The initial concentration of the soluble metal impurities in the aqueous stream may range widely and may be quite low, for example, as low as about 50 parts per billion (ppb), i.e., 0.05 ppm, more usually at least about 100 ppb. Although aqueous streams containing higher metal concentrations may also be treated successfully in accordance with the invention method, it may be economically advantageous to first precipitate at least some of the polyvalent metal moieties as hydroxides/oxides at selected pHs and remove the precipitate before adding chitosan and a halogenating agent to lower the soluble metal content of the solution still further.
The pH of the aqueous stream is normally in the range of about 1 to 6, more usually about 2 to about 5.5. In the preferred embodiment the chitosan and halogenating components are dissolved in the aqueous stream at a pH below about 6, more preferably about 5.5, and the pH subsequently raised to an effective flocculating/precipitating pH as described above.
The chitosan employed herein, sometimes referred to as deacetylated or partially deacetylated chitin, can vary widely as to its molecular weight, which can be represented by the total number of 2-deoxy-2-aminoglucose units and 2-deoxy-acetamidoglucose units it contains and by the relative distribution of these units in the molecule, provided it is insoluble in water in its unprotonated state, e.g., at neutral or near neutral pH, and soluble in its protonated state at acidic pHs. In general, for use in this invention the amino content should predominate over the acetamido content. Typical and suitable chitosan contains 45 to 100% 2-deoxy-2-aminoglucose units and 55 to 0% 2-deoxy-2-acetamidoglucose units, preferably at least 80% amino units and less than 20% acetamido units. Chitosan of such composition is conveniently handled as a water-miscible solution in dilute aqueous carboxylic acid, e.g., acetic, formic or the like.
The halogenating agent can also vary widely as to its chemical constitution, provided it is independently capable of converting chitosan amino groups to N-haloamino groups in aqueous acid solution in accordance with the method of the invention. Included are inorganic (preferably) and organic halogenating agents having positive halogen, i.e., a halogen such as chlorine or bromine, bound to a strongly electronegative atom such as oxygen, nitrogen or another halogen, and capable of donating a positively charged halogen atom. Suitable halogenating agents include sodium hypochlorite, calcium hypochlorite, chlorine, bromine, aqueous chlorine solutions, aqueous bromine solutions, N-chlorosuccinimide, sodium hypobromite, pyridinium bromide perbromide, N-bromosuccinimide, chloramine-T, and the like. Other suitable halogenating agents will be readily apparent to those skilled in the art. Sodium hypochlorite is preferred because of its ready availability and low cost.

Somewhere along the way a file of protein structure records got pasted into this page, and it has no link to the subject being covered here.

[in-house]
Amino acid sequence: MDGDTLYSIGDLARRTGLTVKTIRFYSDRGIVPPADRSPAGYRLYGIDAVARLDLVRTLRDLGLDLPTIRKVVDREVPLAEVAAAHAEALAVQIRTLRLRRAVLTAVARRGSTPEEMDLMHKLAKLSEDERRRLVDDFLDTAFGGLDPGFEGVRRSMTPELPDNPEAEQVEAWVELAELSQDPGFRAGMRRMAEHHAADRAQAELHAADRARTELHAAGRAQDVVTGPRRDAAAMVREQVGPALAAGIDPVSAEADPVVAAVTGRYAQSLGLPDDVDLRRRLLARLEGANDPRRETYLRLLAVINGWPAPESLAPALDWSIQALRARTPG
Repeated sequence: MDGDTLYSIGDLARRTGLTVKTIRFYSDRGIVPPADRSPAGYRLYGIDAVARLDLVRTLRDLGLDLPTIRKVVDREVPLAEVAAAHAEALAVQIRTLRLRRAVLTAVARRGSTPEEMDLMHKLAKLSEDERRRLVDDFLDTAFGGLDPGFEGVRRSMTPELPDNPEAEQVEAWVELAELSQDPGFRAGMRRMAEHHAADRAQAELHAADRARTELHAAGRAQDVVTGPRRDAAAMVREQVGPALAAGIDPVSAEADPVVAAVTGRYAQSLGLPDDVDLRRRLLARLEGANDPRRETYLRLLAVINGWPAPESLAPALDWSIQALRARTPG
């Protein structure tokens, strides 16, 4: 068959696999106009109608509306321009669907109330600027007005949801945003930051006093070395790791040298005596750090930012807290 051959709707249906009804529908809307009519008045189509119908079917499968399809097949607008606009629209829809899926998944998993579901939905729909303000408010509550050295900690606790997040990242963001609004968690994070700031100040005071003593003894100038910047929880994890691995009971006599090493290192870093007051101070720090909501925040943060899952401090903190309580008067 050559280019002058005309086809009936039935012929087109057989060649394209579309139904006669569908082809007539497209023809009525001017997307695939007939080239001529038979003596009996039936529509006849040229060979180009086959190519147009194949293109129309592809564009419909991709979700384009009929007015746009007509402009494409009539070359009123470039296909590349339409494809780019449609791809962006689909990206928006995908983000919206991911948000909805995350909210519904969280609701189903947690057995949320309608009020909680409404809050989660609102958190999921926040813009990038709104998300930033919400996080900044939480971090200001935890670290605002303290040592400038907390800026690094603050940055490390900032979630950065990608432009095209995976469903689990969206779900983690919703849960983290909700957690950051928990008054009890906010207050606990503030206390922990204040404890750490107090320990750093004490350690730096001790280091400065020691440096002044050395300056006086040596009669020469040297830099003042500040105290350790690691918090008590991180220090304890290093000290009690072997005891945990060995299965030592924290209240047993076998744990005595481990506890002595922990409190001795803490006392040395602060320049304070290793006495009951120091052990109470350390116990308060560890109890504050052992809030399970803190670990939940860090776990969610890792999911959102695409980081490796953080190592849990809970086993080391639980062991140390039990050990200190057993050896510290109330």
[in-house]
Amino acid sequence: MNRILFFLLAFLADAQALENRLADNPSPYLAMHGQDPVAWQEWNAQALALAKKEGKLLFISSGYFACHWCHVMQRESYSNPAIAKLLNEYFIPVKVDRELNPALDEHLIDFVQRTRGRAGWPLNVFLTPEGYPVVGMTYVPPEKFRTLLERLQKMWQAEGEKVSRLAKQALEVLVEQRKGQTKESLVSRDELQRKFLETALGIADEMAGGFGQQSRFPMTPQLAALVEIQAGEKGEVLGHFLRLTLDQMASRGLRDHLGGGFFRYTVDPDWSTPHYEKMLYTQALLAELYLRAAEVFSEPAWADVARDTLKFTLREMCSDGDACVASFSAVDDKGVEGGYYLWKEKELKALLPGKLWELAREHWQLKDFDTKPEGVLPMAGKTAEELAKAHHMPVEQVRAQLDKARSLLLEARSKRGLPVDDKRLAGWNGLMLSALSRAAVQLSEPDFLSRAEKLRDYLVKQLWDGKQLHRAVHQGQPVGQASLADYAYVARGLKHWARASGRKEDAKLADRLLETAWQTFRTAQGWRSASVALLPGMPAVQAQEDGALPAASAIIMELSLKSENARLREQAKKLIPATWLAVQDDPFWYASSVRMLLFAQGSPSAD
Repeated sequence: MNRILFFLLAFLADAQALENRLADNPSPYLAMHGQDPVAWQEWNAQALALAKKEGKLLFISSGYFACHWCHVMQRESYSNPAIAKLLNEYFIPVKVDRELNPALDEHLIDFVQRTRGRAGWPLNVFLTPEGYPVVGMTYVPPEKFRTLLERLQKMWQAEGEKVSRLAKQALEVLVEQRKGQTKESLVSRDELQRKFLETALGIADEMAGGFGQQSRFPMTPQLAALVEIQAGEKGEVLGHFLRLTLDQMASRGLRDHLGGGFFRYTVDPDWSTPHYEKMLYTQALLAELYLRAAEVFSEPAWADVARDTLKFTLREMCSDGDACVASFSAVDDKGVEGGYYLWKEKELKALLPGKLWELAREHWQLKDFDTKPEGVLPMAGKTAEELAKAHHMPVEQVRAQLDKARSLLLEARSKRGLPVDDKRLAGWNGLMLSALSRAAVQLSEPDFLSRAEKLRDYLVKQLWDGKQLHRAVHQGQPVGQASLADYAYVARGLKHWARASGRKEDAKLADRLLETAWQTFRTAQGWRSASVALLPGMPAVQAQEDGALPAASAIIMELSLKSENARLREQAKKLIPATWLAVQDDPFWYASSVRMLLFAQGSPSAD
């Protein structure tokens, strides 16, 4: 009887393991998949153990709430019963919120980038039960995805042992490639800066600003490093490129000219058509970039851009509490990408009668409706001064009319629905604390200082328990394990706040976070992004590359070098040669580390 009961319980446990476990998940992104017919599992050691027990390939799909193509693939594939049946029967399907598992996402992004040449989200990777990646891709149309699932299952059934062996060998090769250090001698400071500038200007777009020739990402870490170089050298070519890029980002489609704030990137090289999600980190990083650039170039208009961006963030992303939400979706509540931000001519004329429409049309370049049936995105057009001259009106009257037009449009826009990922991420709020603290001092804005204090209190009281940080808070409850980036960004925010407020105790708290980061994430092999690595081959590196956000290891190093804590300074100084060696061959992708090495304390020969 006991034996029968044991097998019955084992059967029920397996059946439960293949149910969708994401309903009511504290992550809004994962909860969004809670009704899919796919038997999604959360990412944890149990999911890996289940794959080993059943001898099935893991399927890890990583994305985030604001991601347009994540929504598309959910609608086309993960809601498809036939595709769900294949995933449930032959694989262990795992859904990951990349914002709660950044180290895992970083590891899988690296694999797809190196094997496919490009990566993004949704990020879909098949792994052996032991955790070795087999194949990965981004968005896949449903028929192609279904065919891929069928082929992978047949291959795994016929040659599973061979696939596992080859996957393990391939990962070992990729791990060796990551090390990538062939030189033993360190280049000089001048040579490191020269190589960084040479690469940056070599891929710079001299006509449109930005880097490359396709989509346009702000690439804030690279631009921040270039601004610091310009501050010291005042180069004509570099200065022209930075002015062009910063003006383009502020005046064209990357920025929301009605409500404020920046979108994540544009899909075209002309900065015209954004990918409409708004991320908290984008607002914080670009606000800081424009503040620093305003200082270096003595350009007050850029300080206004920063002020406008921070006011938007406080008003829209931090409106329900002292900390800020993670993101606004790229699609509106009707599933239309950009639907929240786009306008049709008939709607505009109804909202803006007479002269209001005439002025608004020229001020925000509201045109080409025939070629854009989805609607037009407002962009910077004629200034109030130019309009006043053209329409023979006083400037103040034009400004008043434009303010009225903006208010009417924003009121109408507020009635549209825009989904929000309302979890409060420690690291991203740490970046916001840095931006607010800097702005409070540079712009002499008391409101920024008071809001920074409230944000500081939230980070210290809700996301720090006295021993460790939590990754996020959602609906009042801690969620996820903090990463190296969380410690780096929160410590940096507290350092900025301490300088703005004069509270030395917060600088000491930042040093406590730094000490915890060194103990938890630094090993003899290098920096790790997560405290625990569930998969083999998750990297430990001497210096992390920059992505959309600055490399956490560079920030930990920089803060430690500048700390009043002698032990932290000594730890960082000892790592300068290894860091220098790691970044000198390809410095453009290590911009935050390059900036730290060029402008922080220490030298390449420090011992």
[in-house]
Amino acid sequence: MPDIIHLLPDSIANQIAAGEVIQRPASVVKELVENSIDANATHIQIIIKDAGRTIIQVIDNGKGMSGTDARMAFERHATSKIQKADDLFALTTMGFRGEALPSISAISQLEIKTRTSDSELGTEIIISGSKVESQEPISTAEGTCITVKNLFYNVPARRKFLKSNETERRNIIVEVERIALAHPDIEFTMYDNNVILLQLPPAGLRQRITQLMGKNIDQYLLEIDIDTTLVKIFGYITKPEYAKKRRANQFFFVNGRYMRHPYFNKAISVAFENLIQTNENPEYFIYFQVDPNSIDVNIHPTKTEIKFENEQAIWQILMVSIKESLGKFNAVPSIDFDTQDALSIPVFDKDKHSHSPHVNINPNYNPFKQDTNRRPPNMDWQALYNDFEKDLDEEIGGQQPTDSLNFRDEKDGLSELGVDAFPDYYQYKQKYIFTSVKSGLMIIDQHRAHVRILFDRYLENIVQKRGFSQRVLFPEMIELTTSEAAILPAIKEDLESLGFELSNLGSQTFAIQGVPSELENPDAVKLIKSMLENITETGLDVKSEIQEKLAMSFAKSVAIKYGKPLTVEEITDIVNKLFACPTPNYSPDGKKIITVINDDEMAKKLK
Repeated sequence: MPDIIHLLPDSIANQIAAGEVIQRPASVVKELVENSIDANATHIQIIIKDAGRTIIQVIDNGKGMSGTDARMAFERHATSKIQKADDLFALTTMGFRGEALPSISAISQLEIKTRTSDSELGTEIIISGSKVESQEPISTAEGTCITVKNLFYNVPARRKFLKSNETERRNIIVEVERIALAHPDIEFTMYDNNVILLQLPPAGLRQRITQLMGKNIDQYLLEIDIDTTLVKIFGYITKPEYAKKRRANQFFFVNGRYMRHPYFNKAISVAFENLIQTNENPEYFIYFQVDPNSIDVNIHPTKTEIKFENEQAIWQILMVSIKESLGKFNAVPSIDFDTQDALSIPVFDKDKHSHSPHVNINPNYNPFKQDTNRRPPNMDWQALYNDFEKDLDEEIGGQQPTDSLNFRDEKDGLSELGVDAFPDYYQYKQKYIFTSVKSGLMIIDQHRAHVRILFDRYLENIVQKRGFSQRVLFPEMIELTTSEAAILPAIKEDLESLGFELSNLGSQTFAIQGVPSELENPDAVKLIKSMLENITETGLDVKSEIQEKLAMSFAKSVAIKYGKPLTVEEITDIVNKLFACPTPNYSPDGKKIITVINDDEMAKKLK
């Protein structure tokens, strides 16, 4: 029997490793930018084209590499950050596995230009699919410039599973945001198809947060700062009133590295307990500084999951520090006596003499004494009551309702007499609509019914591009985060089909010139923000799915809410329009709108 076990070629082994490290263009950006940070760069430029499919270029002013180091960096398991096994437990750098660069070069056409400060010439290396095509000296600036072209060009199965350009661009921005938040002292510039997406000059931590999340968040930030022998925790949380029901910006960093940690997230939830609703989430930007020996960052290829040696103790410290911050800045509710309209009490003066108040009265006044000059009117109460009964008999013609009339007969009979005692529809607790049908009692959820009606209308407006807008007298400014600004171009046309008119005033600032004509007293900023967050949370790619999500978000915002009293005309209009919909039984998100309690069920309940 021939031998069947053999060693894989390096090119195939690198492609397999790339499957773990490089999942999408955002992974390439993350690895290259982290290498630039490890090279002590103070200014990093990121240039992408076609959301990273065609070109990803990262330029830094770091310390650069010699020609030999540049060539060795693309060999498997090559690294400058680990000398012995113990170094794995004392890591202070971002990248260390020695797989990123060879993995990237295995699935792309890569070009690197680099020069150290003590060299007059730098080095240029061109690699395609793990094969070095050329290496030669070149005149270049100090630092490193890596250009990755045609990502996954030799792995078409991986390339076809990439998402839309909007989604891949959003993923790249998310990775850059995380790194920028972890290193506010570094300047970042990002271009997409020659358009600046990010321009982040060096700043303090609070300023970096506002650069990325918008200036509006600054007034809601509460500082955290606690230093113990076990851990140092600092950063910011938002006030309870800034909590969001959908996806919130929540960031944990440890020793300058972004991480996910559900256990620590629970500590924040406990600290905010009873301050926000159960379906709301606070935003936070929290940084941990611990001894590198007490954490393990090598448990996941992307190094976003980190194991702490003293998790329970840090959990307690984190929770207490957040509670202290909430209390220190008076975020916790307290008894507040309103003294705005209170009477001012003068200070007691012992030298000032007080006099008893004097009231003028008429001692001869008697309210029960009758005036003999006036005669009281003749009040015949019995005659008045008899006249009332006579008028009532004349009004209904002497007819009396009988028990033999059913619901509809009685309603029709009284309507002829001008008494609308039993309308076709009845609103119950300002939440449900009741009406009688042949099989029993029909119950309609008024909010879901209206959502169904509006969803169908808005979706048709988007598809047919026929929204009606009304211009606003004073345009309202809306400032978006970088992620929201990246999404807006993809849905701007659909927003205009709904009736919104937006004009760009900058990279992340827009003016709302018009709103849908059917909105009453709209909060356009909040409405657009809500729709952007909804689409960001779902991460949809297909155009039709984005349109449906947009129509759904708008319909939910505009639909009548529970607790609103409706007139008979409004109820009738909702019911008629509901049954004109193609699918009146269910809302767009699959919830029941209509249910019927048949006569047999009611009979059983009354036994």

In carrying out the process of the invention, chitosan (or a salt thereof) and a halogenating agent as described above are added in any order to the aqueous stream. It is preferred, however, to add the chitosan first, accompanied, if necessary, by the addition of a compatible acid to ensure a solution of the chitosan in the waste stream preferably at a pH below about 6. The acid must be environmentally acceptable if its effluent is waste; or biologically acceptable if the effluent is waste; or biologically acceptable if the effluent is for human or animal consumption. The chitosan is generally employed at a concentration of about 0.1 to about 5 parts by weight per part by weight of the total soluble polyvalent metal content of the aqueous stream, preferably about 0.25 to 2.5 parts per part of said metal content, with higher chitosan concentrations usually unnecessary. Optimum chitosan to polyvalent metal ratios, which may vary with the particular chitosan employed and the particular soluble metals to be removed, are readily determined by trial. For example, a water stream having a pH of 3.9 and containing 50,000 ppb of tetravalent and/or pentavalent vanadium and 260,000 ppb of trivalent aluminum is treated in accordance with the invention with about 0.5 parts of a chitosan as defined per part of the soluble vanadium and aluminum content of the stream together with an appropriate quantity of a halogenating agent.
The quantity of the halogenating agent added normally corresponds to from about 0.1 to about 1.5 positive halogens, more usually from about 0.3 to 1.0 such halogens, per amino group of the chitosan. As with the chitosan component, optimum proportions for removing/precipitating the metals are readily determined by trial.
Following the incorporation of chitosan and a suitable halogenating agent into the water solution at a first pH below the pH at which chitosan and the halogenating agent effectively interact to form a substantial amount of a flocculated or precipitated product containing a substantial, preferably major, proportion of the soluble metal content of the waste stream, the pH is raised to a second pH, i.e., a pH at which the chitosan and halogenating agent react to form the desired metal-containing flocculated and/or precipitated product.
The first pH, normally less than about 6, is preferably between 2 and 5.5. The second pH is generally at least about 6 and may range upwards to 6.5, even to pH 7 or higher, so long as there is produced the desired flocculated and/or precipitated product containing a substantial, preferably major, proportion of the soluble metal content of the aqueous stream, more preferably at least 75% of the total and most preferably at least 90% of the total.